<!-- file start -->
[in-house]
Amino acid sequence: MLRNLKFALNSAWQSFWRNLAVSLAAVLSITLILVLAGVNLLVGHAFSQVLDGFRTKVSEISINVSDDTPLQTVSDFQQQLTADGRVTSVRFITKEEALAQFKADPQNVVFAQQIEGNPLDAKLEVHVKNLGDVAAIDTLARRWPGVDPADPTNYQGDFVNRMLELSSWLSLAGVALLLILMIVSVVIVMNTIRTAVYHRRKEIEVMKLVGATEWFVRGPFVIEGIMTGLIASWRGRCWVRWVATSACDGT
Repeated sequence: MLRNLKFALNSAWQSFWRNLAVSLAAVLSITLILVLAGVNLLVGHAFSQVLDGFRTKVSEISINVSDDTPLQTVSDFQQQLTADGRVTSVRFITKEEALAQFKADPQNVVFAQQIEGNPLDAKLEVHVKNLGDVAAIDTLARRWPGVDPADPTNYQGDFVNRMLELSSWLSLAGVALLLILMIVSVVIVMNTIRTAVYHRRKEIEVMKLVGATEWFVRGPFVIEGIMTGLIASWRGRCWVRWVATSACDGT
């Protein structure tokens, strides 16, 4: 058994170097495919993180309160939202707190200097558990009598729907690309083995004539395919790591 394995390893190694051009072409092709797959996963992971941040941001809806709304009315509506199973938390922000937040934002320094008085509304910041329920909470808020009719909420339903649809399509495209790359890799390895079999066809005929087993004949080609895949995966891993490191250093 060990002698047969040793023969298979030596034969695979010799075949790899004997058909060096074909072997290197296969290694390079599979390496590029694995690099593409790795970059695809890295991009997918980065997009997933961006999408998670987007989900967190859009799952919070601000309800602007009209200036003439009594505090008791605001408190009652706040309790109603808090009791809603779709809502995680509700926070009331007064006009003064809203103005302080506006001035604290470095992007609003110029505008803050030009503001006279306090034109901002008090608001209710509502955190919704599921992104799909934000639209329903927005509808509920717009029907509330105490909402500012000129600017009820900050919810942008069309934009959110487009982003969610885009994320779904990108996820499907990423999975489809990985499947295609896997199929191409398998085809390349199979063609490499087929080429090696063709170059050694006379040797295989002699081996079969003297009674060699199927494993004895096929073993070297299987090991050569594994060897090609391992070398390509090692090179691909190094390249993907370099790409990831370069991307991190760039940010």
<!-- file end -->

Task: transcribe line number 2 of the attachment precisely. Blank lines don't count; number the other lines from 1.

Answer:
Amino acid sequence: MLRNLKFALNSAWQSFWRNLAVSLAAVLSITLILVLAGVNLLVGHAFSQVLDGFRTKVSEISINVSDDTPLQTVSDFQQQLTADGRVTSVRFITKEEALAQFKADPQNVVFAQQIEGNPLDAKLEVHVKNLGDVAAIDTLARRWPGVDPADPTNYQGDFVNRMLELSSWLSLAGVALLLILMIVSVVIVMNTIRTAVYHRRKEIEVMKLVGATEWFVRGPFVIEGIMTGLIASWRGRCWVRWVATSACDGT